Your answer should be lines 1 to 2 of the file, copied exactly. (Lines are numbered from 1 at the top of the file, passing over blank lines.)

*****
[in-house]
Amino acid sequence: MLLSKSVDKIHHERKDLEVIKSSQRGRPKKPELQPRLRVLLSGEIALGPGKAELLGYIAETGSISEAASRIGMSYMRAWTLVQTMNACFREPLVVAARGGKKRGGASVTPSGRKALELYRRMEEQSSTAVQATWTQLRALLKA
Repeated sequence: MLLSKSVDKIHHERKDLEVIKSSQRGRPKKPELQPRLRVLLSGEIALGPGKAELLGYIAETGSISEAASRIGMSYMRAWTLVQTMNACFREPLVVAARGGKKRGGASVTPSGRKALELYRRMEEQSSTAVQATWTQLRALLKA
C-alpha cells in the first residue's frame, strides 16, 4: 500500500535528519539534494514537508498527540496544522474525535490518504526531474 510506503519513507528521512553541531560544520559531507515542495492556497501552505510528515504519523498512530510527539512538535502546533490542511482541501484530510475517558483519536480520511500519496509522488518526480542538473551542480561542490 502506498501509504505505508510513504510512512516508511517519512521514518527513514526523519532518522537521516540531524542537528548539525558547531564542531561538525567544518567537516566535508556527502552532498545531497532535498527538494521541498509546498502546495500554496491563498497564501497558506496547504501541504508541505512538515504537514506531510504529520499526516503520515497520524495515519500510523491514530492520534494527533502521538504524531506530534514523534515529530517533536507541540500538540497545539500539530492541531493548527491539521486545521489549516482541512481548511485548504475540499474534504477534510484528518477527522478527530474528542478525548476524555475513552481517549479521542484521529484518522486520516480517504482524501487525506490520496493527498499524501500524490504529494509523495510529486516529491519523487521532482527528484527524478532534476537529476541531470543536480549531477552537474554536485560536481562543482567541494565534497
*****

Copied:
[in-house]
Amino acid sequence: MLLSKSVDKIHHERKDLEVIKSSQRGRPKKPELQPRLRVLLSGEIALGPGKAELLGYIAETGSISEAASRIGMSYMRAWTLVQTMNACFREPLVVAARGGKKRGGASVTPSGRKALELYRRMEEQSSTAVQATWTQLRALLKA